Michigan at Notre Dame
September 15, 1990
Notre Dame: 28 | Michigan: 24
Right after the final whistle to the Michigan vs. Notre Dame season opener on September 15, 1990 Lou Holtz was said to have compared this game to a heavyweight fight:
“If we had played another quarter we might have been behind at the end of that period,” he said. “It's a shame that a game like this had to end."
Smacked right in the middle of arguably the most dominant stretch of Notre Dame football of all time, it’s a game that truly epitomized college football in the late late 1980s as it moved into the 1990s. And no, not just because half the players on the field and well over 80% of the each school’s band were sporting mullets - the style of play was absolutely like opening a time capsule...
Remember when Notre Dame ran an option? Remember when teams ran the I-formation and the wishbone? Remember when crowds would get excited about any pass over 15 yards?
But for all that seems dated about this game in retrospect, one thing is for sure - it’ll still put you on the edge of your seat:
Where our story begins…
As the fifth year of the Lou Holtz era at Notre Dame began, the Irish had firmly climbed back up the ladder and once again cemented themselves as one of the best teams in the country. Gerry Faust - whose 30-25-1 record represented the most losses by a Notre Dame coach in school history up to that point.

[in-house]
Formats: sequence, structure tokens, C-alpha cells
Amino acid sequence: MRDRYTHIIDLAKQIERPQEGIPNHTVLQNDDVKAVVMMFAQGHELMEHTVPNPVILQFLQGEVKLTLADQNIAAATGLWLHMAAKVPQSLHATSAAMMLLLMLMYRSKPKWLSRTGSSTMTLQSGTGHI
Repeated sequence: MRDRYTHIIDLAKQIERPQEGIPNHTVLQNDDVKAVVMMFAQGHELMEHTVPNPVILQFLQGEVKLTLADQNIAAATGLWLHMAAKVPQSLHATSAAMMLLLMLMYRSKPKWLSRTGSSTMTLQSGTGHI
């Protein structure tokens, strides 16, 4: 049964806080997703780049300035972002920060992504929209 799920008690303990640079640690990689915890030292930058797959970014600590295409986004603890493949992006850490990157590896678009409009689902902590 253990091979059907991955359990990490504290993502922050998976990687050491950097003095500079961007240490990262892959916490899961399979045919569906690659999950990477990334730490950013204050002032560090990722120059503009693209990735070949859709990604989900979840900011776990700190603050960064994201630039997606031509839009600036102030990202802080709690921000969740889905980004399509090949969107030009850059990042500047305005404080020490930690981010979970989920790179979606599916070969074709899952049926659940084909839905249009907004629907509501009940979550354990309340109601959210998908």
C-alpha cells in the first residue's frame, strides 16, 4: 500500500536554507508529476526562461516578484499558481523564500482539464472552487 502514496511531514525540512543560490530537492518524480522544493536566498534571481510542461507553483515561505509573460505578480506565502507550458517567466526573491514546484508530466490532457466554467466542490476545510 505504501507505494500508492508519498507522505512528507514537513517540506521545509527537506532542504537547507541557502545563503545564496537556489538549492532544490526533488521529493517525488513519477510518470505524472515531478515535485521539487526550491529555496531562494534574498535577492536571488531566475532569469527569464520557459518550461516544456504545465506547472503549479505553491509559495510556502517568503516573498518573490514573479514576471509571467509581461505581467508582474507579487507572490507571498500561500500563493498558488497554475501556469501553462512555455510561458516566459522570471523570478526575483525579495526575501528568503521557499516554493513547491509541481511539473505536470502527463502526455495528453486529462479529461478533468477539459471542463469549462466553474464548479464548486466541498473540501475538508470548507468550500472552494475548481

When asked about succeeding Faust, Holtz said, “'I hope I can display the same kind of integrity and strong feelings that Gerry Faust did here for five years.” Talking about a football coach and only being able to muster admiration for their “strong feelings” is basically like being asked about how dinner was and saying the silverware was brilliantly shined.
Holtz also didn’t promise any miracles when he took the job (he made a point of it), but with a national championship and back-to-back top-two finishes in 1988 and 1989, it darn sure felt like it.
1990, however, would be the true test at to whether Holtz would be able to make the success last. QB Tony Rice had made himself into a Notre Dame legend by the time he culminated his career the year before. A 31-4 record, huge victories over basically every rival the Irish had, and that national championship in '88 meant that in many ways Holtz had owed much of the success in his early tenure to Rice (along with, of course, one of the best defenses in school history in 1988 - they only gave up 12.4 points per game!).